If the order is extended and there is no end date for the order (a date when it will expire on its own), terminating the order without a substantial change of circumstances will also be difficult.

    See an attorney in your area for advice and direction.


    Last edited by quincy; 09-12-2017 at 04:06 PM.
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    Quote Originally Posted by Founder View Post
    These are my current questions:

    Do vacating and expunging have to take place at the same hearing as when the order is terminated?
    Or can a 209a order be vacated or expunged well after the termination hearing?

    Feel free to just answer or if context is needed, see below.

    Context: There is an upcoming court date, let's say September 13th, as there always is when a 209a expires. Both parties will be there. The plaintiff asking for another extension. The defendant asking for the order to be lifted. So let's say the judge decides to let the 209a terminate on the 13th and the defendant doesn't make a motion to vacate or expunge on the 13th, will the defendant have a chance to vacate or expunge the 209a later on? Please let me know if this question make sense.

    (Also please ignore any background from the longest post on this thread. It's not necessary and will only confuse/complicate.)
    I practice in Massachusetts District Court. I have NEVER seen a 209A expunged.

    I'm using "him" and "her" for purposes of convenience. "He" is the plaintiff and "she" is the defendant.

    Assuming he says "she hit me on Tuesday, so I'm afraid of her", the only way to get it expunged would be to PROVE that you didn't hit him on Tuesday, and that he lied. So unless you were far enough away that it would have been impossible for you to hit him on Tuesday, or you have a 24 hour recording of yourself from Tuesday, you're not going to produce clear and convincing evidence.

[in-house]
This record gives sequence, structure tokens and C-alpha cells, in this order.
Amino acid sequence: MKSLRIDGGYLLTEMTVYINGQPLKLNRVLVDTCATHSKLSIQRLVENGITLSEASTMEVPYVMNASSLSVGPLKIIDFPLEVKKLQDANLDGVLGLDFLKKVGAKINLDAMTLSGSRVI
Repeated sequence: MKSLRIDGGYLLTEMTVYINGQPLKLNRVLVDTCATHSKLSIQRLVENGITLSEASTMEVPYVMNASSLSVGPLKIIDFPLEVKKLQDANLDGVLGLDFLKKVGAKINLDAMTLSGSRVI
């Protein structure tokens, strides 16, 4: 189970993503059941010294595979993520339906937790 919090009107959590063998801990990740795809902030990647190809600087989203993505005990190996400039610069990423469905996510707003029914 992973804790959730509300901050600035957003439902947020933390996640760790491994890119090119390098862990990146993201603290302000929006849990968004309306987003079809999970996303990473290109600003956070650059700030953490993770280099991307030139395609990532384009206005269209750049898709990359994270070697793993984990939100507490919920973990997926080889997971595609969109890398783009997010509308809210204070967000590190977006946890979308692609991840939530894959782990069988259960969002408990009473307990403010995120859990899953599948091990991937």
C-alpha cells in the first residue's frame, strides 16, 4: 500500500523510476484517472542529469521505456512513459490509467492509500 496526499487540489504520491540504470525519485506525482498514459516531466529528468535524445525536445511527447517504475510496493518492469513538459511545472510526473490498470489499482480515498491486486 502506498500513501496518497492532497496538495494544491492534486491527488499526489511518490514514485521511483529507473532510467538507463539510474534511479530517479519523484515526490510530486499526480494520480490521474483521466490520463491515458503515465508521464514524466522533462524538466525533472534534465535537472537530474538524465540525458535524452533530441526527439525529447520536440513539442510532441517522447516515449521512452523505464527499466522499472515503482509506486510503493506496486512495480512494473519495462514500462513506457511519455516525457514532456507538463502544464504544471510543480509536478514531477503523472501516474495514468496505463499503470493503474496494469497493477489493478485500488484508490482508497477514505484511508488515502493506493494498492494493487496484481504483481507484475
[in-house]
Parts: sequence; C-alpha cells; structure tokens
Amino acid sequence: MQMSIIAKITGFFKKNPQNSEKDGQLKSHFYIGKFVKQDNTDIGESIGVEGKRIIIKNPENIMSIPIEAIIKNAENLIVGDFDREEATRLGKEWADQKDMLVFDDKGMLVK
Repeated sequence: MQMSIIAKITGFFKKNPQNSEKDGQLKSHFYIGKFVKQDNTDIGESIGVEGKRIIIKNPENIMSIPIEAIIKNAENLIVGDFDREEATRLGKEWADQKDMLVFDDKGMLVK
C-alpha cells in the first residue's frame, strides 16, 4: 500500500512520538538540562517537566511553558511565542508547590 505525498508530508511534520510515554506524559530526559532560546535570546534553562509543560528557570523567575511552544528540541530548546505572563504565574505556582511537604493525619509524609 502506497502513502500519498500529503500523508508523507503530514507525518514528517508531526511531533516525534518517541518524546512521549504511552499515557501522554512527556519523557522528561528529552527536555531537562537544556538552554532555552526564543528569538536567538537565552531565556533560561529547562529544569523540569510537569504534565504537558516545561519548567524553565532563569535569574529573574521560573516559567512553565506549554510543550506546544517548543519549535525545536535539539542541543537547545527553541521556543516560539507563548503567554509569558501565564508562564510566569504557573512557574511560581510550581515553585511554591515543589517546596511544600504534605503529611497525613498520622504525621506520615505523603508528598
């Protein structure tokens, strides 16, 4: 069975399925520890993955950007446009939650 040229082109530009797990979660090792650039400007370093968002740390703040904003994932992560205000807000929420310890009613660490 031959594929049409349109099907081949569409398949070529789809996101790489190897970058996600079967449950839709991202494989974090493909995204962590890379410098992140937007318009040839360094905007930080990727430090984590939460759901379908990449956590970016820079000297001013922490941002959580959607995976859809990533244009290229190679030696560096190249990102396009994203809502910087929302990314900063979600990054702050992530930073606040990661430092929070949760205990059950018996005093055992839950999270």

As I wrote on the other thread, a 209A does NOT show up on a CORI. The probation department will have a record of it (on your "BOP" - Board of Probation record), and the local police will have a copy.

    So, to answer your question, sure, you can ask for the order to be expunged on the 13th. I'd wager large sums of money that it won't happen, but you can always ask.


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    Nice post, Stevef. ^^^

    The records are also available for the purposes of licensing in certain fields (medical, legal, education/child care, law enforcement).

    I believe Founder's concern is with medical licensing.

    He really should have heeded, and he should still heed, the advice to get legal assistance in his area. Trying to handle this on his own could be a big mistake.

    Reporting my previous (now-replaced) post was also a mistake on his part.


    Last edited by quincy; 09-12-2017 at 05:15 PM.
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    Quote Originally Posted by quincy View Post
    Nice post, Stevef. ^^^

    The records are also available for the purposes of licensing in certain fields (medical, legal, education/child care, law enforcement).
    I'm not arguing, but looking for information.

    Can you point to a citation that the existence of a 209A is available to anyone outside court/law enforcement?

    It seems to me that disclosure to anyone else would be in violation of G.L. c. 209A § 8 (https://malegislature.gov/Laws/GeneralLaws/PartII/TitleIII/Chapter209A/Section8)

    Reporting my previous (now-replaced) post was also a mistake on his part.